SA pork producers can expect to see innovative feed and disease research projects continue with vigor, despite major changes to the pork research sector in recent times.
Australasian Pork Research Institute Limited chief executive officer John Pluske has committed to ensuring the sustainability of Australasian pork production, following the wind-up of the Port Cooperative Research Centre in June.
The future of APRIL's investment into research, education and training, and commercialisation will be centred around four major streams - transformational, priority, innovation and commercialisation projects.
Dr Pluske said transformational projects would initially focus on the reduction of in-feed medications without adverse health consequences and eliminating the need for tail-docking in Australasian pork production systems.
"If suitably addressed and solved, these projects have potential for enormous change in the industry," he said.
Priority projects will zero in on industry concerns and aid the development of remote, real-time monitoring and surveillance in piggeries for feed waste and use, disease, growth, and greater use of food wastes.
"It will help reduce variation in overall performance of pigs," Dr Pluske said.
Innovation and commercialisation projects that started in Pork CRC will also continue under APRIL.
APRIL commercialisation and research impact manager Charles Rikard-Bell said key pillars of APRIL's activities in this space were aimed at generating new and novel ideas for potential application in the industry.
"It will also continue to raise additional revenue for APRIL through current and future commercial arrangements with partners," he said.
Commercialisation activities for APRIL include AusScan, a joint venture between APRIL and Aunir, United Kingdom, providing near infrared calibrations for determining pig digestible energy values for cereal grains.
Dr Rikard-Bell said a NIR machine scanned a sample of grain and could accurately determine in vivo energy values for pigs, poultry and ruminants instantaneously.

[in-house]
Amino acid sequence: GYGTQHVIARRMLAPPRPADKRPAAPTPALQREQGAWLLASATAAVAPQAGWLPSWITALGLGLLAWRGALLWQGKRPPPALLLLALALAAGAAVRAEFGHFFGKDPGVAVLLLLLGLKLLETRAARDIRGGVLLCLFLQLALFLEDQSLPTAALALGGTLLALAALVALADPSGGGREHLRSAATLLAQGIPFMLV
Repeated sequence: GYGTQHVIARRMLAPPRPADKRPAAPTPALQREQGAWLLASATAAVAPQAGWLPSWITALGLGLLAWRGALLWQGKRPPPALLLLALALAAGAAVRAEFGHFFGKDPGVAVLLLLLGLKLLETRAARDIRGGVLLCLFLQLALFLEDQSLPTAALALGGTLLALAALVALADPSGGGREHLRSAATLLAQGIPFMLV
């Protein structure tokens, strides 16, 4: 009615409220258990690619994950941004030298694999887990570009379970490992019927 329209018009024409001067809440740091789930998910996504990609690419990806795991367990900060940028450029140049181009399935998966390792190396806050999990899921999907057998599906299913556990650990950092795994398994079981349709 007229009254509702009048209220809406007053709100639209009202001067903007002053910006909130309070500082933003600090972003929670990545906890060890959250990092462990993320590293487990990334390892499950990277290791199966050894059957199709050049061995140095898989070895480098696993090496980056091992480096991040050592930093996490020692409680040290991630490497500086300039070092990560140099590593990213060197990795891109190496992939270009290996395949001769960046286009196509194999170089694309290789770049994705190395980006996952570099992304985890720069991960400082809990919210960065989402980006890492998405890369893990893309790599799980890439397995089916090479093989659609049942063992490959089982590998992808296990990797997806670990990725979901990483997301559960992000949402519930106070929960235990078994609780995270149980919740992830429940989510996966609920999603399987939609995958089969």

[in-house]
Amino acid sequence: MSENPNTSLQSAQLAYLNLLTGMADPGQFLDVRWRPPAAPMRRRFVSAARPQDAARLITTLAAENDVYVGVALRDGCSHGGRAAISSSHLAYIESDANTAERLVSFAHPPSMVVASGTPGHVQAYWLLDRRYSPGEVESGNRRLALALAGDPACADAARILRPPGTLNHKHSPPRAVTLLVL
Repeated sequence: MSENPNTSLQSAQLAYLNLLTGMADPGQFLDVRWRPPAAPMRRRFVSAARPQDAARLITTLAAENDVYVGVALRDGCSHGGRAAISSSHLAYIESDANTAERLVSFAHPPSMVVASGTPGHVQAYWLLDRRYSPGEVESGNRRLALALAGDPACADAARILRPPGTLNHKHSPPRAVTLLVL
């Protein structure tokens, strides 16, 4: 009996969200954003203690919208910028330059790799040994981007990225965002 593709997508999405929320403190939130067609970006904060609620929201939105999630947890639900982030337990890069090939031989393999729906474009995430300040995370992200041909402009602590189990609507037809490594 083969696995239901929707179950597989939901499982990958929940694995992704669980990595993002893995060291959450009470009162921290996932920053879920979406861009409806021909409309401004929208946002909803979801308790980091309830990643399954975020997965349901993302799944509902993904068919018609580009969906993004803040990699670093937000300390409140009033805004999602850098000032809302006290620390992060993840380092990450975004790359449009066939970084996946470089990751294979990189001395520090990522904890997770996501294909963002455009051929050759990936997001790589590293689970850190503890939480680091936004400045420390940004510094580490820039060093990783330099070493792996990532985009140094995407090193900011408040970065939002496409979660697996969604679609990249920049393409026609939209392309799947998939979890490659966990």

"Feed is the biggest cost of production and cereal grains provide up to 70 per cent of the diet," he said.
"Using AusScan in vivo energy calibrations, nutritionists can formulate diets with greater accuracy and reduce unnecessary costs."
AusScan also includes a calibration for reactive lysine in soybean and canola meals which are by-products used in pig diets.
"Lysine is the most limiting amino acid in pig production and so formulating diets to the correct levels allows optimum growth," Dr Rikard-Bell said.
"Reactive lysine is a measure of the amount of lysine available to the animal and due to processing methods, soybean meal and canola meal can vary substantially in the amount of reactive lysine," he said.
"Knowing the level of this in these by-products allows nutritionists to accurately formulate pig diets and reduce unnecessary costs."
APRIL will also continue to invest in education and training, including undergraduate and postgraduate scholarships that enable students to be involved in priority research, as well as the support of the Industry Placement Program that provides learning opportunities for people who want to participate in the pork industry.
Dr Pluske said APRIL invested $1.4 million into its first portion of funding earlier this year.
"A range of projects focusing on resilience, cost, and the return on assets for both progeny and the breeding herd were funded," he said.
"Most recent projects address industry issues such as antimicrobial resistance, gut health, pain and welfare, seasonal infertility and feed efficiency."
Recently, APRIL also called for innovation and commercialisation project proposal applications and investments in the transformational and industry priority projects are planned for 2020.
"We are looking to invest another $400,000 into these initiatives and outcomes of successful projects will be announced soon," Dr Pluske said.
"Whilst maintaining operational independence, APRIL will work with key stakeholders including Australian Pork Limited to ensure delivery of these outcomes is efficient and effective," he said.